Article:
“You won’t need that.” Lucy bossed.
Kim knew he wouldn’t need a second sweater; they were only going for two nights but that tone just worked on him. He’d once found it endearing.
“I might.” Risking a glance over at his wife, Kim continued folding the sweater. “I can’t know now which one I’ll want to wear.”
“You’re such a girl.” Even as they left her mouth, Lucy was trying to reel the words back in. Glaring, she left the bedroom, yelling for the kids to hurry up.
Every trip up to the house Kim’s folks had left him was a full-scale production and, not for the first time, he thought about putting it on the market. Lucy would never go for that; it meant something to her to have a ‘place in the country’.
“Da-a-addy!” Julie was whining, coming up the stairs, “Do we have to go this weekend? I made plans!”
“You want to tell her that?” Kim nodded towards the staccato barking coming up from the utility room at the back of the house.
“No! I want you to tell her!” Julie flounced onto the bed, kicking out her bare feet. “You’re the parent, too!”
Julie was twelve and the next six years looked to be trying. Kim didn’t remember anything in the past dozen years that could have prepared him for raising a teen-age girl. How had that spunky darling thing morphed so quickly into this? It was unfortunate that she sounded so much like Lucy.
“You know we’ll have a great time.” Kim tried for soothing. If he could calm her down without getting Lucy back up here…
“Nu-uh. I don’t know that! There is nothing to do up there.”
“Then you’ll just have to learn how to use your imagination and quit sitting around waiting to be entertained, won’t you?” Lucy startled them both mostly with that even, reasonable tone.
Julie wisely held her tongue and slunk out of the room.
“Get your shoes on. Your bag had better be packed because we’re leaving in five minutes.” Lucy called out over her shoulder before swinging her attention back to Kim. “You ready, yet?”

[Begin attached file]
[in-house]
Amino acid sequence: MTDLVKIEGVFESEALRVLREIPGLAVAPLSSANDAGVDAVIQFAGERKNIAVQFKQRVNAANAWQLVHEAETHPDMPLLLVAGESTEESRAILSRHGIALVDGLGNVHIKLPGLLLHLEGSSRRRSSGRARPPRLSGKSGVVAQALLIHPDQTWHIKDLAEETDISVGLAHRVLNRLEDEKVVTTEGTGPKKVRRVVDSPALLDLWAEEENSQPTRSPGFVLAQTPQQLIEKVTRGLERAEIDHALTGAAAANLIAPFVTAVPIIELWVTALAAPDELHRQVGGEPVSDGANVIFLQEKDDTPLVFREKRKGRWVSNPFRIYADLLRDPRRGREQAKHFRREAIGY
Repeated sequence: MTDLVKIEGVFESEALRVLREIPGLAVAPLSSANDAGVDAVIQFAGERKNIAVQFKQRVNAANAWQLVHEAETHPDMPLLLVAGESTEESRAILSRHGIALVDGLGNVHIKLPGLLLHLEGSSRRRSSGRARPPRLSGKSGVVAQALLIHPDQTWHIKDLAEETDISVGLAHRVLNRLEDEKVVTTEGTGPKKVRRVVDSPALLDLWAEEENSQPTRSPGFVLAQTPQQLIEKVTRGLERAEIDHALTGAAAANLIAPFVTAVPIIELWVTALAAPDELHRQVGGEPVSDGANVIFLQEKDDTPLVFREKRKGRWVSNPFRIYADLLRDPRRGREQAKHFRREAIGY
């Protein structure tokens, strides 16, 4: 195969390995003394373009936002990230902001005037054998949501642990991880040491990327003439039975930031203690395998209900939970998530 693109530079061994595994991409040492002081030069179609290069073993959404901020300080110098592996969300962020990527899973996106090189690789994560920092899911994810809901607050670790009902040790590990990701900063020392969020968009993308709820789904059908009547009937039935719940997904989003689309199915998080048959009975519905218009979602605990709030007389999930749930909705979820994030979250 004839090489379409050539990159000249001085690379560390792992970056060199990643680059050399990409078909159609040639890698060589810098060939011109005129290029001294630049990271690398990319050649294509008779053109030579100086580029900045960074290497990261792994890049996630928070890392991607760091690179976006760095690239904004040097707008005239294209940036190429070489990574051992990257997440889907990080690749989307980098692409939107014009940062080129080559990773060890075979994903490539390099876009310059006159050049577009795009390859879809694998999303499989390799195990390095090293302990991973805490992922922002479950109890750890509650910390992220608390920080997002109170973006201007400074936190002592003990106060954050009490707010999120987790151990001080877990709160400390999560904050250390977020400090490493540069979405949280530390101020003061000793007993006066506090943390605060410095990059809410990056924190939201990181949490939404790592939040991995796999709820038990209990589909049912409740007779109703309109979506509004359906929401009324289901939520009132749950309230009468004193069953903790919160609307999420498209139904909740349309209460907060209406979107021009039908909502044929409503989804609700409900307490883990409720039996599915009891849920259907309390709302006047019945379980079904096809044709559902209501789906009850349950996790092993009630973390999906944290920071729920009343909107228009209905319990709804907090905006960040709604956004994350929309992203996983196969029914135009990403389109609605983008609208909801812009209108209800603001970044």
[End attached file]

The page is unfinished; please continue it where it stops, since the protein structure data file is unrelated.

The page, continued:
“It’s no wonder the girls never get anywhere on time with you as an example.” Lucy’s tone was still suspiciously calm and Kim tried to read between the lines.
His final surgery was scheduled for next week and he was still waiting for Lucy to break. Lucy had always been the wild child, teasing Kim on their first date about voting for Reagan. She was the one who wanted to home school the kids, who volunteered at the local food co-op. It had taken a lot to talk her out of naming the girls Luna and Eclipse.
She was the only woman that Kim could be honest with about his special things. When she bought him a red and black garter belt for their first Valentine’s Day he proposed. No one got it about Lucy, that her loudness and impatience were her defense. Kim protected her with his name, his success as a respected professional in the sleazy world of high budget advertising and this enormous pre-war apartment overlooking the Hudson, another legacy from parents who never had known what to make of their only son.
“Just this once let’s leave the girlie stuff home, ok?” She lowered her voice even though both girls knew that their Daddy was going to be a lady after next week.
“Why?” Kim didn’t even own men’s underwear.
“Dammit, Kim, haven’t you had your way enough yet? Do you really need to do this?”
“This?” Kim had known it was coming and somewhere deep in his belly everything got calm. Let her say it. Let Lucy shoot her most direct shot and be done with it.
Lucy stood there and Kim stood there and the girls stopped whatever they were doing. Julie crept up to the doorway and waited.
No one said anything for days, weeks, eons. Then Julie stepped into the room.
“Leave her alone, Mom. And hurry up; we’re going to be late getting out of here and traffic will be murder.”
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